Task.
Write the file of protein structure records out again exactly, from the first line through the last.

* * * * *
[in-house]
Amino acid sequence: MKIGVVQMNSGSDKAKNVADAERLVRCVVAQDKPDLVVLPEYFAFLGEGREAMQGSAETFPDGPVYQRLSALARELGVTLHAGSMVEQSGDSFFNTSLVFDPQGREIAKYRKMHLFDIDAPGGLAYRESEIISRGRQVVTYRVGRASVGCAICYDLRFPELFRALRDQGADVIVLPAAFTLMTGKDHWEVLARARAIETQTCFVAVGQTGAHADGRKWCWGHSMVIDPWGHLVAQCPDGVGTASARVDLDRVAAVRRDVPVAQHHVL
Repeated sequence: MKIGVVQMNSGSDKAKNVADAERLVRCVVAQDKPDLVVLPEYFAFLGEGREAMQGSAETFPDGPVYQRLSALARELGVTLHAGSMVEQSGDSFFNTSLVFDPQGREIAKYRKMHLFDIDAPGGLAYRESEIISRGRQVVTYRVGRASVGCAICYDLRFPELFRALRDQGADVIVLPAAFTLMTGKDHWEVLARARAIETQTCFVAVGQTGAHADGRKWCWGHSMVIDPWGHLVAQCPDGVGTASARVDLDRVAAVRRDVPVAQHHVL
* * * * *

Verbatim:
[in-house]
Amino acid sequence: MKIGVVQMNSGSDKAKNVADAERLVRCVVAQDKPDLVVLPEYFAFLGEGREAMQGSAETFPDGPVYQRLSALARELGVTLHAGSMVEQSGDSFFNTSLVFDPQGREIAKYRKMHLFDIDAPGGLAYRESEIISRGRQVVTYRVGRASVGCAICYDLRFPELFRALRDQGADVIVLPAAFTLMTGKDHWEVLARARAIETQTCFVAVGQTGAHADGRKWCWGHSMVIDPWGHLVAQCPDGVGTASARVDLDRVAAVRRDVPVAQHHVL
Repeated sequence: MKIGVVQMNSGSDKAKNVADAERLVRCVVAQDKPDLVVLPEYFAFLGEGREAMQGSAETFPDGPVYQRLSALARELGVTLHAGSMVEQSGDSFFNTSLVFDPQGREIAKYRKMHLFDIDAPGGLAYRESEIISRGRQVVTYRVGRASVGCAICYDLRFPELFRALRDQGADVIVLPAAFTLMTGKDHWEVLARARAIETQTCFVAVGQTGAHADGRKWCWGHSMVIDPWGHLVAQCPDGVGTASARVDLDRVAAVRRDVPVAQHHVL